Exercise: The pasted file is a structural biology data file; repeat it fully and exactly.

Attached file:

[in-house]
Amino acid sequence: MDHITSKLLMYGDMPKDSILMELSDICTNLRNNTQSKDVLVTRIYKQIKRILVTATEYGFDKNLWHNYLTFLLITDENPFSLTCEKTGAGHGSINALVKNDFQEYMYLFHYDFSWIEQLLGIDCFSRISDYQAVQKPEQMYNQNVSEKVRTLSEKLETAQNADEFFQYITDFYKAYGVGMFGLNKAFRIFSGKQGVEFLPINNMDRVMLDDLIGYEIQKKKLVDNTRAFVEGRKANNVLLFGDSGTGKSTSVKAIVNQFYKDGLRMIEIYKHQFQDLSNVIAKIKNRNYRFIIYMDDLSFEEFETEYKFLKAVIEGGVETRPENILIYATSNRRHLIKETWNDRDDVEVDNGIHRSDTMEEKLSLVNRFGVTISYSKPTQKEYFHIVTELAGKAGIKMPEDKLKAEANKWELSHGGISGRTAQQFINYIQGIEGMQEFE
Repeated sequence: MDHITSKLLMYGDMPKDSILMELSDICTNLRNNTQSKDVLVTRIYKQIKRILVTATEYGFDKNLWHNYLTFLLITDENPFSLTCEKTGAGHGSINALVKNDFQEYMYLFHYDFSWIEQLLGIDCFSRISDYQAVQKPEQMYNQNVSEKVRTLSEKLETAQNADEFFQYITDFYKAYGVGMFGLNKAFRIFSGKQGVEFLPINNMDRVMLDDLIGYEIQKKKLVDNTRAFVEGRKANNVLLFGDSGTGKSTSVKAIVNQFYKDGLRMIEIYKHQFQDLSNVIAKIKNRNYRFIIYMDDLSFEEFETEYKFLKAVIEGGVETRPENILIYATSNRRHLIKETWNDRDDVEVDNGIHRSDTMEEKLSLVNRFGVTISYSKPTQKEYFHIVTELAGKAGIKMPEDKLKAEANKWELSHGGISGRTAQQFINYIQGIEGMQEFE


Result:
[in-house]
Amino acid sequence: MDHITSKLLMYGDMPKDSILMELSDICTNLRNNTQSKDVLVTRIYKQIKRILVTATEYGFDKNLWHNYLTFLLITDENPFSLTCEKTGAGHGSINALVKNDFQEYMYLFHYDFSWIEQLLGIDCFSRISDYQAVQKPEQMYNQNVSEKVRTLSEKLETAQNADEFFQYITDFYKAYGVGMFGLNKAFRIFSGKQGVEFLPINNMDRVMLDDLIGYEIQKKKLVDNTRAFVEGRKANNVLLFGDSGTGKSTSVKAIVNQFYKDGLRMIEIYKHQFQDLSNVIAKIKNRNYRFIIYMDDLSFEEFETEYKFLKAVIEGGVETRPENILIYATSNRRHLIKETWNDRDDVEVDNGIHRSDTMEEKLSLVNRFGVTISYSKPTQKEYFHIVTELAGKAGIKMPEDKLKAEANKWELSHGGISGRTAQQFINYIQGIEGMQEFE
Repeated sequence: MDHITSKLLMYGDMPKDSILMELSDICTNLRNNTQSKDVLVTRIYKQIKRILVTATEYGFDKNLWHNYLTFLLITDENPFSLTCEKTGAGHGSINALVKNDFQEYMYLFHYDFSWIEQLLGIDCFSRISDYQAVQKPEQMYNQNVSEKVRTLSEKLETAQNADEFFQYITDFYKAYGVGMFGLNKAFRIFSGKQGVEFLPINNMDRVMLDDLIGYEIQKKKLVDNTRAFVEGRKANNVLLFGDSGTGKSTSVKAIVNQFYKDGLRMIEIYKHQFQDLSNVIAKIKNRNYRFIIYMDDLSFEEFETEYKFLKAVIEGGVETRPENILIYATSNRRHLIKETWNDRDDVEVDNGIHRSDTMEEKLSLVNRFGVTISYSKPTQKEYFHIVTELAGKAGIKMPEDKLKAEANKWELSHGGISGRTAQQFINYIQGIEGMQEFE